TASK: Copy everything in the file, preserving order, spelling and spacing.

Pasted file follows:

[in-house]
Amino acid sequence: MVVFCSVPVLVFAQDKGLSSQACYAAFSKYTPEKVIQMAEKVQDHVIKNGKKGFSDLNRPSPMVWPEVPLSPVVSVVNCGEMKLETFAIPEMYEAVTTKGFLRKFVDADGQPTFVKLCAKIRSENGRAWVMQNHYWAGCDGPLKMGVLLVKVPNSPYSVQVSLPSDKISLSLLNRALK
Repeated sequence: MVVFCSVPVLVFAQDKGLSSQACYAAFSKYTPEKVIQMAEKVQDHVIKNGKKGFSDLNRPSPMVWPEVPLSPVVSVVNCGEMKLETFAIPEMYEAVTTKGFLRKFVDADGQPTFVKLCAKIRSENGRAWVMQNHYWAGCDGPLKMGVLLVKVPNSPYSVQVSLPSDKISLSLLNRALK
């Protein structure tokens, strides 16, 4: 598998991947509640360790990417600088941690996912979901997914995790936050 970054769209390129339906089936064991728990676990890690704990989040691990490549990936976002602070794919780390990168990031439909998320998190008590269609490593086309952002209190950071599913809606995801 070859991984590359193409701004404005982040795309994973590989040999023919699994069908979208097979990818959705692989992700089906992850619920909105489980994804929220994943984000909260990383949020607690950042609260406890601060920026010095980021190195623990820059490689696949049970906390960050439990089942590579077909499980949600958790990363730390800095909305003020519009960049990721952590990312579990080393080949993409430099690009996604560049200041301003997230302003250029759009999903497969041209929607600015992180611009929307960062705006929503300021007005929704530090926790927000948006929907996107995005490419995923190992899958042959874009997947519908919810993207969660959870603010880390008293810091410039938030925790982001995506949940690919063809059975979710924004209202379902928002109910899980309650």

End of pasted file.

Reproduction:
[in-house]
Amino acid sequence: MVVFCSVPVLVFAQDKGLSSQACYAAFSKYTPEKVIQMAEKVQDHVIKNGKKGFSDLNRPSPMVWPEVPLSPVVSVVNCGEMKLETFAIPEMYEAVTTKGFLRKFVDADGQPTFVKLCAKIRSENGRAWVMQNHYWAGCDGPLKMGVLLVKVPNSPYSVQVSLPSDKISLSLLNRALK
Repeated sequence: MVVFCSVPVLVFAQDKGLSSQACYAAFSKYTPEKVIQMAEKVQDHVIKNGKKGFSDLNRPSPMVWPEVPLSPVVSVVNCGEMKLETFAIPEMYEAVTTKGFLRKFVDADGQPTFVKLCAKIRSENGRAWVMQNHYWAGCDGPLKMGVLLVKVPNSPYSVQVSLPSDKISLSLLNRALK
């Protein structure tokens, strides 16, 4: 598998991947509640360790990417600088941690996912979901997914995790936050 970054769209390129339906089936064991728990676990890690704990989040691990490549990936976002602070794919780390990168990031439909998320998190008590269609490593086309952002209190950071599913809606995801 070859991984590359193409701004404005982040795309994973590989040999023919699994069908979208097979990818959705692989992700089906992850619920909105489980994804929220994943984000909260990383949020607690950042609260406890601060920026010095980021190195623990820059490689696949049970906390960050439990089942590579077909499980949600958790990363730390800095909305003020519009960049990721952590990312579990080393080949993409430099690009996604560049200041301003997230302003250029759009999903497969041209929607600015992180611009929307960062705006929503300021007005929704530090926790927000948006929907996107995005490419995923190992899958042959874009997947519908919810993207969660959870603010880390008293810091410039938030925790982001995506949940690919063809059975979710924004209202379902928002109910899980309650």